Image taken from here.
I wanted to share a little of what I have been reading from The Happiness Project. This really hit home to me the other day:
"As I worked, and especially when I was pushing myself to do things that made me slightly uncomfortable, I kept reminding myself of my resolution to 'Enjoy now.' As a writer, I often found myself imagining some happy future: 'When I sell this proposal. . . ' or 'When this book comes out. . . '
"In his book Happier, Tal Ben-Shahar describes the 'arrival fallacy,' the belief that when you arrive at a certain destination, you'll be happy (. . .) The arrival fallacy is a fallacy because, though you may anticipate great happiness in arrival, arriving rarely makes you as happy as you anticipate.
"First of all, by the time you've arrived at your destination, you're expecting to reach it, so it has already been incorporated into your happiness. Also, arrival often brings more work and responsibility. It's rare to achieve something (other than winning an award) that brings unadulterated pleasure without added concerns. Having a baby. Getting a promotion. Buying a house. You look forward to reaching these destinations, but once you've reached them, they bring emotions other than sheer happiness. And of course, arriving at one goal usually reveals another, yet more challenging goal. Publishing the first book means it's time to start the second. There's another hill to climb. The challenge, therefore, is to take pleasure in the 'atmosphere of growth,' in the gradual progress made toward goal, in the present. The unpoetic name for this very powerful source of happiness is 'pre-goal-attainment positive affect.'"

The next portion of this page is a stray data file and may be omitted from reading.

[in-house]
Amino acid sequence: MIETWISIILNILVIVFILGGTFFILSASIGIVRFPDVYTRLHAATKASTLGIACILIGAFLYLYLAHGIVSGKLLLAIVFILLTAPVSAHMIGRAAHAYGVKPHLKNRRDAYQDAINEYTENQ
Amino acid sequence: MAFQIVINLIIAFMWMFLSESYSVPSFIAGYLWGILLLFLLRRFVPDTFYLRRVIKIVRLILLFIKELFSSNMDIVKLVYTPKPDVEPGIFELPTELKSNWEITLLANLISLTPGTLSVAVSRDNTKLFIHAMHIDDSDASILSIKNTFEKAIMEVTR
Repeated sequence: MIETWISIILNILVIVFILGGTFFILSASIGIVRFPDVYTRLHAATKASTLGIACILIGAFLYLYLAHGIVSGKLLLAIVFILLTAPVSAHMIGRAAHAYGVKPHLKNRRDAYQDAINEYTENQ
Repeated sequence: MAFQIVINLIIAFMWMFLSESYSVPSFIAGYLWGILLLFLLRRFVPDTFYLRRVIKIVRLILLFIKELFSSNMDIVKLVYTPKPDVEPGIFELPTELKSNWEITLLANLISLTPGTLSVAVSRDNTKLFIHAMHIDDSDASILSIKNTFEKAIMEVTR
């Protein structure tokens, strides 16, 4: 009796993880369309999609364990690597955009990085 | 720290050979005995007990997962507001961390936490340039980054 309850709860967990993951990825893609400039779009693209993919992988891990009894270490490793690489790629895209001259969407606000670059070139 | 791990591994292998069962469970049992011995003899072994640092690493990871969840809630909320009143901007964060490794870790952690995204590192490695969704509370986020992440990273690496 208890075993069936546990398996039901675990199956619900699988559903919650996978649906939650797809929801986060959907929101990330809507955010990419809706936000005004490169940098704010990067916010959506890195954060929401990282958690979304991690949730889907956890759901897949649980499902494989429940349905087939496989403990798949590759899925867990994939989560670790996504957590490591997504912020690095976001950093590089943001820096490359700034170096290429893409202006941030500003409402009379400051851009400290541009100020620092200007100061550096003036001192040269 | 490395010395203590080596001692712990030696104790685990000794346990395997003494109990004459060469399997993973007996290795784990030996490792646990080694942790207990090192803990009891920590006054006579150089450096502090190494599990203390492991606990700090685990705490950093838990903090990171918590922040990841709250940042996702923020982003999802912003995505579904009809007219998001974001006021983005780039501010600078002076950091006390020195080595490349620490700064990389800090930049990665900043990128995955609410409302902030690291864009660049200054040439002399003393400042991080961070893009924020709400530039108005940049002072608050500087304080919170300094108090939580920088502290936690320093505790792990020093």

As I read this it brought another thought to my mind: I keep thinking that once I get back to a size _ I'll finally be happy. Realistically, I was never happy when I was that size to begin with. If I can't learn to love myself where I am at, what makes me think that when I do finally get to whatever size I will be satisfied? There will always be something. Especially now that I've had a baby. I may eventually lose all the weight, but there is a good chance that I will always have extra skin around my mid-section thanks to the great stretching acts I performed so recently.
But more than just the whole losing weight thing, I think it needs to go deeper than that. I always find fault. I always think that I'll be happier once this zit goes away, or once my hair finally grows out, or once my eyebrows are waxed, or. . . The list just goes on, and on, and on. Truth be told, there will always be something. And let's face it people, we aren't exactly getting younger. Living in a world where we try to will our bodies into being like they were when we were 18 is unrealistic. It simply sets us up for a lifetime of disappointment and unhappiness.
So, when I look in the mirror it is my goal to start seeing at least one thing I'm happy with. Maybe if I can start seeing one thing I like and build up from there I will no longer see all the things that bother me. I don't even notice other people's imperfections most of the time. What makes me think that I'm so special that everyone else will obviously notice mine? And if nobody else is noticing my imperfections shouldn't I cut myself a little slack? After all, we only get this one life. Better enjoy every minute of it now because there is no going back.